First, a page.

Most persons agree a coach is a teacher or trainer; a person who supports an individual while they learn to achieve a specific personal or professional result or goal. In many cases it is a business transaction, where an athlete pays for the support. In my case, at least in the past year, it is a relationship between two individuals; one with greater experience and expertise than the other. My goal in the relationship is to offer advice and guidance as the runner learns to become their own coach.
Preston and I have talked on many occasions over the past four or five years about running. He’s one of those persons who have taken to running with the fervent behavior of the newly-converted. That makes it both fun and challenging for me as a coach figure; I smile when I read the details of his workout efforts because I can see the potential. The challenge, naturally, comes when I try to explain one of the roles of a coach.
The hardest part about coaching is when I have to use four-letter words. Not the ones you think of when you hear the term “four-letter words.” However, like “those” four-letter words, I’ve found many runners to be offended, especially when I’ve uttered these four-letter words – Plan, Pace, Rest – in their presence. This week I want to focus on the first of the three dirty little words, “Plan.”
The late George Harrison was almost spot-on correct when he sang, ‘if you don’t know where you’re going any road will take you there.’ But a parody I once heard of an old Bob Dylan song may be even more-correct: ‘how many roads must a man walk down before he admits he is lost?’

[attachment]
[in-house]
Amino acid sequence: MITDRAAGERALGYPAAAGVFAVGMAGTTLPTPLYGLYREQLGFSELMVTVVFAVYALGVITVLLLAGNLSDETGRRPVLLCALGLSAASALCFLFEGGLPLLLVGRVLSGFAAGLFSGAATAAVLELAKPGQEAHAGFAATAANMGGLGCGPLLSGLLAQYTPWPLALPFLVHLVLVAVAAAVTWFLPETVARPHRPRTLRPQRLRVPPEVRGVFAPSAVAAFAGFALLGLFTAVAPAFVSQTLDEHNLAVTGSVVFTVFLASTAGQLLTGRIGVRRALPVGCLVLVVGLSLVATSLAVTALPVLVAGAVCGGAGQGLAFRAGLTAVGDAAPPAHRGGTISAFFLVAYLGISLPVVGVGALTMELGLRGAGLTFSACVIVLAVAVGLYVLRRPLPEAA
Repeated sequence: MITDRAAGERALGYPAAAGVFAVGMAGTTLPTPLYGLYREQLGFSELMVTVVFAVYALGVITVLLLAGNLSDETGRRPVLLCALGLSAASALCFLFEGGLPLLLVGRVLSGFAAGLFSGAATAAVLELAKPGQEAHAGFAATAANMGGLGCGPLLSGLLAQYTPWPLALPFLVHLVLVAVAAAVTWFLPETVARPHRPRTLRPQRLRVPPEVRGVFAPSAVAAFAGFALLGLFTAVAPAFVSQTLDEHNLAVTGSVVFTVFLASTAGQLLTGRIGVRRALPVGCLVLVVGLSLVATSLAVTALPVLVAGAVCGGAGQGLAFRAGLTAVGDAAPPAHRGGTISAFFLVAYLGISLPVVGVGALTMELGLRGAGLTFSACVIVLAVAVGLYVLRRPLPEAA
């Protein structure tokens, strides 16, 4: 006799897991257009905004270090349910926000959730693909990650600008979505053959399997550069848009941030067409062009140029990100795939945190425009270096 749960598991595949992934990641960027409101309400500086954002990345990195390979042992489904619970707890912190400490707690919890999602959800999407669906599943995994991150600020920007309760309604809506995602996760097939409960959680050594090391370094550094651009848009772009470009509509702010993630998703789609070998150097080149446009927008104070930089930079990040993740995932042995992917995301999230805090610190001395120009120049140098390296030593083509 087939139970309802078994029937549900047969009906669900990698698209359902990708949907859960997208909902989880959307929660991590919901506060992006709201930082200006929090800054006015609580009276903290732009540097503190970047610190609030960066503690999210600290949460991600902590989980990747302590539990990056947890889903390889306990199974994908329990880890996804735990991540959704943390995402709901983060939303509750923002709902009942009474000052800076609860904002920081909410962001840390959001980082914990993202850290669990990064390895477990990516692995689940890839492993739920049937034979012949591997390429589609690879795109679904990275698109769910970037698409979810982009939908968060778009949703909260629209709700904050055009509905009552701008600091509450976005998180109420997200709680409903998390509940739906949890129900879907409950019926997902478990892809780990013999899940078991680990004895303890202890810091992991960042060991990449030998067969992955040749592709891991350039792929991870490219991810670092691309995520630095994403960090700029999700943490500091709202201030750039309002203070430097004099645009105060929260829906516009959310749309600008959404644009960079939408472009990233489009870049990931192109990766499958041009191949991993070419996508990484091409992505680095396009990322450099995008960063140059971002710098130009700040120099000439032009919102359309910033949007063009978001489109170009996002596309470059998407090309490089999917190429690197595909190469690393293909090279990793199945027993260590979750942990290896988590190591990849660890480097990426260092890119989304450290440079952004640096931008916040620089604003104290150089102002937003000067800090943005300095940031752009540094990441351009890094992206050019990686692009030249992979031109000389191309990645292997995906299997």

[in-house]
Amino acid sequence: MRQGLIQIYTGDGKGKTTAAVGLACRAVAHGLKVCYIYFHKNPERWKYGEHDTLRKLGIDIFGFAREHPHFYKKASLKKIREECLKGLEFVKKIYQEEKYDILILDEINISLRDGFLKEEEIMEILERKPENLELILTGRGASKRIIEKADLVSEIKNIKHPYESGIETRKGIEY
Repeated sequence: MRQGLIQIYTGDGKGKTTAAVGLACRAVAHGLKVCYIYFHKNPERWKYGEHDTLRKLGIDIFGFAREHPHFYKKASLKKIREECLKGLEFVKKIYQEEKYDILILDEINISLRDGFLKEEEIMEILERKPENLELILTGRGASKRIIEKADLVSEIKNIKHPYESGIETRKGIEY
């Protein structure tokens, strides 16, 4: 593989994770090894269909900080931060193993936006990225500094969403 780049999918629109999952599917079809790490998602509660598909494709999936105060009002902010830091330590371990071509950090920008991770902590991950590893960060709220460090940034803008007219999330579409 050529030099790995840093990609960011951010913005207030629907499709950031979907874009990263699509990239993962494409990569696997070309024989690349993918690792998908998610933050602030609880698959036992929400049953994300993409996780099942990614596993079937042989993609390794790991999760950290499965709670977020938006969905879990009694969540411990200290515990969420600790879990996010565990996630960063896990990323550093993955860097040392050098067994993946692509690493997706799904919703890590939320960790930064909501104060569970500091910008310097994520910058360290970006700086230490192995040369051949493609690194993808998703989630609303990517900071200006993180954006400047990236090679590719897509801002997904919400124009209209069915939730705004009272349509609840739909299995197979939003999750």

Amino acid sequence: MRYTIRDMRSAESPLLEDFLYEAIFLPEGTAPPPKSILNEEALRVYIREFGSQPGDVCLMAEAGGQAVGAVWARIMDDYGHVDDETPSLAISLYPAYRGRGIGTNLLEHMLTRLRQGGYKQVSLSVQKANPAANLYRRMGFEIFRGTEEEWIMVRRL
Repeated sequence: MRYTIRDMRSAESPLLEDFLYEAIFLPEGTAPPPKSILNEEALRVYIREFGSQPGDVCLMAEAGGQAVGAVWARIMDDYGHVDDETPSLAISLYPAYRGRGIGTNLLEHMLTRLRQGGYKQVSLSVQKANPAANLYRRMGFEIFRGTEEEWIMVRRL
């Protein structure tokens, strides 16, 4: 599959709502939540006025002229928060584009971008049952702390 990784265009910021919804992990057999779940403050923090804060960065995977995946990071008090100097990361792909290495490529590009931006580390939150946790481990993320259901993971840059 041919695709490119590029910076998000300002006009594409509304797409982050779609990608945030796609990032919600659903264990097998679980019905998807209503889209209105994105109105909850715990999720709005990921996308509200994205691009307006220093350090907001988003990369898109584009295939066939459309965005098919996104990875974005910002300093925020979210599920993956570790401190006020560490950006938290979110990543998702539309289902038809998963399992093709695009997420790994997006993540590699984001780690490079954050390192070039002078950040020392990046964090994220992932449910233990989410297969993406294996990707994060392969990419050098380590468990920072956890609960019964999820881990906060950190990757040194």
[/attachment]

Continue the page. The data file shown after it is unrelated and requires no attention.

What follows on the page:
What is it about the act of writing down an end-state/goal (another good four-letter word) and the potential path to that end-state that is so foreign to runners? There’s nothing wrong with going out and running almost every day, toeing the line at races on as many weekends as one can stand, as long as they are happy with running for social reasons. But, like Preston, they might love the social aspects of race participation but eventually become frustrated at the plateau in their performance. They still want to see an improvement in their speed, even if no age-group or overall hardware comes. One of my “Breakfast Club” runners, Teri, decided to participate in three 5K races on three successive weekends, entering at the last minute, without considering whether the events would help her run training. And then, I receive the “oh, I’m too beat up to run this morning” texts the next morning. At first it was difficult to not yell at her when we talked the next day; and I could not help but laugh when she told me ‘that was a stupid idea, wasn’t it?’
A plan helps to efficiently align our resources – money, time, energy – to move toward the desired goal. I’ve written much about how running ideally is a form of recreation; how running should be a beneficial part of our lives, not the central focus. If all you have is thirty minutes a day, three times a week to “spend,” all of the money in the world is not going to change that. It is what it is. That’s a limitation with which you will have to contend. Unless you’re athletically-gifted the chances are strong you will most likely be limited to social running and perhaps the occasional short-distance race. It does not mean you will not have fun as a runner, but if you can live with the decreased expectations you’re more likely to not be frustrated.
Next post, I'll talk about the second (of many, I realize!) coaching four-letter word: Pace.